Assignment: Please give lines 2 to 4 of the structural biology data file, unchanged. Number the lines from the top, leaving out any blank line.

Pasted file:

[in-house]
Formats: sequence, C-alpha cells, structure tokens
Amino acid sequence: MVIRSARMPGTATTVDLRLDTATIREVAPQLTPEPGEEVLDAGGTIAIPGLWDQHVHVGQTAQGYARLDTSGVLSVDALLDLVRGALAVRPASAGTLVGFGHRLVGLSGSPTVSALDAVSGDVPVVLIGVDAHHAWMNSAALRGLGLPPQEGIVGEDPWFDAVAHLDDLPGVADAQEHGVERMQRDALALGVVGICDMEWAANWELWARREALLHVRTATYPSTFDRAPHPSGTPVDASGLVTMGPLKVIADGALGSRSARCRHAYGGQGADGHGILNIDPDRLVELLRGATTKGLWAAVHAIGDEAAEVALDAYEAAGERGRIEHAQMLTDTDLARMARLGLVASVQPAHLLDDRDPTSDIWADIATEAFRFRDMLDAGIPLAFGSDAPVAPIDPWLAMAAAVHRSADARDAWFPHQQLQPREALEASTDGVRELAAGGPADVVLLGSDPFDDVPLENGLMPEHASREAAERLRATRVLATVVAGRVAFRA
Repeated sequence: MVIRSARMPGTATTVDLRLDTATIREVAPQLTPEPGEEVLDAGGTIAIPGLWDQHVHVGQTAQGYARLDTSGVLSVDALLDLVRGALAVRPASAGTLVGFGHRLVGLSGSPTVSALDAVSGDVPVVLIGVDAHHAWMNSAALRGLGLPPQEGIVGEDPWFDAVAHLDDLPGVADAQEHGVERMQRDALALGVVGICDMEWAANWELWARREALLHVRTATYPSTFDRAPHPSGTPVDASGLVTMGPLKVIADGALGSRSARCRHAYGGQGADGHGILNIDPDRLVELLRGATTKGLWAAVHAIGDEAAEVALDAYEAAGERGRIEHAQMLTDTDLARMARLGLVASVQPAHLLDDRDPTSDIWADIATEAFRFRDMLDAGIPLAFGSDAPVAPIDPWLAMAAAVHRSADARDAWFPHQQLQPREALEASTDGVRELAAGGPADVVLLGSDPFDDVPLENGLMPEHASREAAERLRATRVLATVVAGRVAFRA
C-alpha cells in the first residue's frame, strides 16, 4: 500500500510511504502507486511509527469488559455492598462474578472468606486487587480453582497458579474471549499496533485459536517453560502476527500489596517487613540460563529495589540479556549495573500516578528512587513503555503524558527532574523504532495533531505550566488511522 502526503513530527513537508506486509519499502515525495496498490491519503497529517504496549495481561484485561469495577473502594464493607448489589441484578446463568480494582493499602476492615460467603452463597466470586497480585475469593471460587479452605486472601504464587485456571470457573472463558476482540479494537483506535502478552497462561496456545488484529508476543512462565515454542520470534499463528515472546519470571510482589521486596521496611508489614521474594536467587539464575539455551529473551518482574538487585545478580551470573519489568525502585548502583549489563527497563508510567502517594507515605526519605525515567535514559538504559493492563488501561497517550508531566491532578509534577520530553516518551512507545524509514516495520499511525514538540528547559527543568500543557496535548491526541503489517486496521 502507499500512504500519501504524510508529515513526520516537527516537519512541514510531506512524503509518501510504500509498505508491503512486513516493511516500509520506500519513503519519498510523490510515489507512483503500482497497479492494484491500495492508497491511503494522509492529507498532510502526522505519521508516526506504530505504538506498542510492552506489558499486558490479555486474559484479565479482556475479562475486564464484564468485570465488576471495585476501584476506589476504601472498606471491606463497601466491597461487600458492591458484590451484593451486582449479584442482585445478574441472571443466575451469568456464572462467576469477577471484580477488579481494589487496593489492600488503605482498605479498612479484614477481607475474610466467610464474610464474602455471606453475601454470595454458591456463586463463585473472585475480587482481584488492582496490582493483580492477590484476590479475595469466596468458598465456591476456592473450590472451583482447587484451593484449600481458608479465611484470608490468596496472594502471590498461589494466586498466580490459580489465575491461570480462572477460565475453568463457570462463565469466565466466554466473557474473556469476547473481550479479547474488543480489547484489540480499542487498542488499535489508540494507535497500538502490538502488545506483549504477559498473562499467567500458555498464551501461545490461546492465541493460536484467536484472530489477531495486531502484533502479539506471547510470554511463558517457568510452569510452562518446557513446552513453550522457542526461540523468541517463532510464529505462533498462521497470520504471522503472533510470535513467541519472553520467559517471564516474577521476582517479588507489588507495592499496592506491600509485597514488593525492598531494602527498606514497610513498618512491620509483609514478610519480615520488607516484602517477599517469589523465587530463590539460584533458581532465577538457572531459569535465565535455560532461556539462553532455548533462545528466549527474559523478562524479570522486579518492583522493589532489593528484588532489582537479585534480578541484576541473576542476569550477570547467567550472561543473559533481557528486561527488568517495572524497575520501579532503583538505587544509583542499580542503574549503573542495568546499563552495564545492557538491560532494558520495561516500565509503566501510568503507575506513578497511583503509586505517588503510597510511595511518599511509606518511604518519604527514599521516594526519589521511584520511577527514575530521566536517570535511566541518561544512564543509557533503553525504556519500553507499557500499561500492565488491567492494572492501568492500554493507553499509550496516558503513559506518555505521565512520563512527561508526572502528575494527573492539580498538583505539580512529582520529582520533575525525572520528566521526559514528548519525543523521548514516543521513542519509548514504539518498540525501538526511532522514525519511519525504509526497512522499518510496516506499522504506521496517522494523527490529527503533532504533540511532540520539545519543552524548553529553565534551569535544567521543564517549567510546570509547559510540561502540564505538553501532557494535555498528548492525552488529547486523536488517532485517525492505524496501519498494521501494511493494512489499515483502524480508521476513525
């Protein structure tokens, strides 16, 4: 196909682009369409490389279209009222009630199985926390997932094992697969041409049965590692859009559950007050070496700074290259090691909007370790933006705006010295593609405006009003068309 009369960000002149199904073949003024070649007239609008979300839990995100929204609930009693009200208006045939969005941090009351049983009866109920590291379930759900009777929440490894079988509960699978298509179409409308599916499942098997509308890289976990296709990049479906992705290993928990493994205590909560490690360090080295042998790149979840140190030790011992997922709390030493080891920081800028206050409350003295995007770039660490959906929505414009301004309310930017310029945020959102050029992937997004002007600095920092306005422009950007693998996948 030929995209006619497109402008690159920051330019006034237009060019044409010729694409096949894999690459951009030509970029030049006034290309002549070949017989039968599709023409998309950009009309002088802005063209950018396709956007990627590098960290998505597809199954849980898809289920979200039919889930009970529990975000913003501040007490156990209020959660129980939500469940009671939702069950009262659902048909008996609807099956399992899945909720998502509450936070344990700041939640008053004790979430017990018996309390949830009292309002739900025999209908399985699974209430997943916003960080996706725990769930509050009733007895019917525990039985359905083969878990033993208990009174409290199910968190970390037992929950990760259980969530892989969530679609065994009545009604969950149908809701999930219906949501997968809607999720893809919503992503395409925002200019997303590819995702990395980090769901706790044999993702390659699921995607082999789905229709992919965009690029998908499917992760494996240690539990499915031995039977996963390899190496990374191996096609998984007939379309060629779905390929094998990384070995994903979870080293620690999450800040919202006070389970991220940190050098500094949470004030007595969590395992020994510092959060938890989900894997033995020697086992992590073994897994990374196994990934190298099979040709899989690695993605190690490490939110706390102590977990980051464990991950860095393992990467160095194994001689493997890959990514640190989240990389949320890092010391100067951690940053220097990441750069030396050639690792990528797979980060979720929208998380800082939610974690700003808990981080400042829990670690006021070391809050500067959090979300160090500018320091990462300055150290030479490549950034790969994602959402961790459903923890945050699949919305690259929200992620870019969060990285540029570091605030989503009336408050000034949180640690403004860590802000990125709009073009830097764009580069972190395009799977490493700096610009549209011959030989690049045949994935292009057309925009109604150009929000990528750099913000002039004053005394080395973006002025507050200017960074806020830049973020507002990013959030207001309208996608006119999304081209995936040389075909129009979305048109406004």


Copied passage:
Formats: sequence, C-alpha cells, structure tokens
Amino acid sequence: MVIRSARMPGTATTVDLRLDTATIREVAPQLTPEPGEEVLDAGGTIAIPGLWDQHVHVGQTAQGYARLDTSGVLSVDALLDLVRGALAVRPASAGTLVGFGHRLVGLSGSPTVSALDAVSGDVPVVLIGVDAHHAWMNSAALRGLGLPPQEGIVGEDPWFDAVAHLDDLPGVADAQEHGVERMQRDALALGVVGICDMEWAANWELWARREALLHVRTATYPSTFDRAPHPSGTPVDASGLVTMGPLKVIADGALGSRSARCRHAYGGQGADGHGILNIDPDRLVELLRGATTKGLWAAVHAIGDEAAEVALDAYEAAGERGRIEHAQMLTDTDLARMARLGLVASVQPAHLLDDRDPTSDIWADIATEAFRFRDMLDAGIPLAFGSDAPVAPIDPWLAMAAAVHRSADARDAWFPHQQLQPREALEASTDGVRELAAGGPADVVLLGSDPFDDVPLENGLMPEHASREAAERLRATRVLATVVAGRVAFRA
Repeated sequence: MVIRSARMPGTATTVDLRLDTATIREVAPQLTPEPGEEVLDAGGTIAIPGLWDQHVHVGQTAQGYARLDTSGVLSVDALLDLVRGALAVRPASAGTLVGFGHRLVGLSGSPTVSALDAVSGDVPVVLIGVDAHHAWMNSAALRGLGLPPQEGIVGEDPWFDAVAHLDDLPGVADAQEHGVERMQRDALALGVVGICDMEWAANWELWARREALLHVRTATYPSTFDRAPHPSGTPVDASGLVTMGPLKVIADGALGSRSARCRHAYGGQGADGHGILNIDPDRLVELLRGATTKGLWAAVHAIGDEAAEVALDAYEAAGERGRIEHAQMLTDTDLARMARLGLVASVQPAHLLDDRDPTSDIWADIATEAFRFRDMLDAGIPLAFGSDAPVAPIDPWLAMAAAVHRSADARDAWFPHQQLQPREALEASTDGVRELAAGGPADVVLLGSDPFDDVPLENGLMPEHASREAAERLRATRVLATVVAGRVAFRA